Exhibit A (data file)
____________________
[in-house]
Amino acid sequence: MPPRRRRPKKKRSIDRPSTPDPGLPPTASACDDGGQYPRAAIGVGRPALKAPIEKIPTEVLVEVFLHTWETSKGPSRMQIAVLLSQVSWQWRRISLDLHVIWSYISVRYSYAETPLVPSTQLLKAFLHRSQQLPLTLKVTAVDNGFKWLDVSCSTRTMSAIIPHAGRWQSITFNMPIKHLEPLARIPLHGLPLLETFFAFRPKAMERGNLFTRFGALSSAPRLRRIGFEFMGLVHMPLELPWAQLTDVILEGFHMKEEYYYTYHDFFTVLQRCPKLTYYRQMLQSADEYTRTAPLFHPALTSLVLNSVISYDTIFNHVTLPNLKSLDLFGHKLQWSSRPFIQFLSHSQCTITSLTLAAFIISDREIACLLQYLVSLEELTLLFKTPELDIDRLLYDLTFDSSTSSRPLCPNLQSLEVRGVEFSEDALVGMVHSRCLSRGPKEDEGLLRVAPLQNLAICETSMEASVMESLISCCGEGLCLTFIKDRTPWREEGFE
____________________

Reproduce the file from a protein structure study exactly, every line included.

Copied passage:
[in-house]
Amino acid sequence: MPPRRRRPKKKRSIDRPSTPDPGLPPTASACDDGGQYPRAAIGVGRPALKAPIEKIPTEVLVEVFLHTWETSKGPSRMQIAVLLSQVSWQWRRISLDLHVIWSYISVRYSYAETPLVPSTQLLKAFLHRSQQLPLTLKVTAVDNGFKWLDVSCSTRTMSAIIPHAGRWQSITFNMPIKHLEPLARIPLHGLPLLETFFAFRPKAMERGNLFTRFGALSSAPRLRRIGFEFMGLVHMPLELPWAQLTDVILEGFHMKEEYYYTYHDFFTVLQRCPKLTYYRQMLQSADEYTRTAPLFHPALTSLVLNSVISYDTIFNHVTLPNLKSLDLFGHKLQWSSRPFIQFLSHSQCTITSLTLAAFIISDREIACLLQYLVSLEELTLLFKTPELDIDRLLYDLTFDSSTSSRPLCPNLQSLEVRGVEFSEDALVGMVHSRCLSRGPKEDEGLLRVAPLQNLAICETSMEASVMESLISCCGEGLCLTFIKDRTPWREEGFE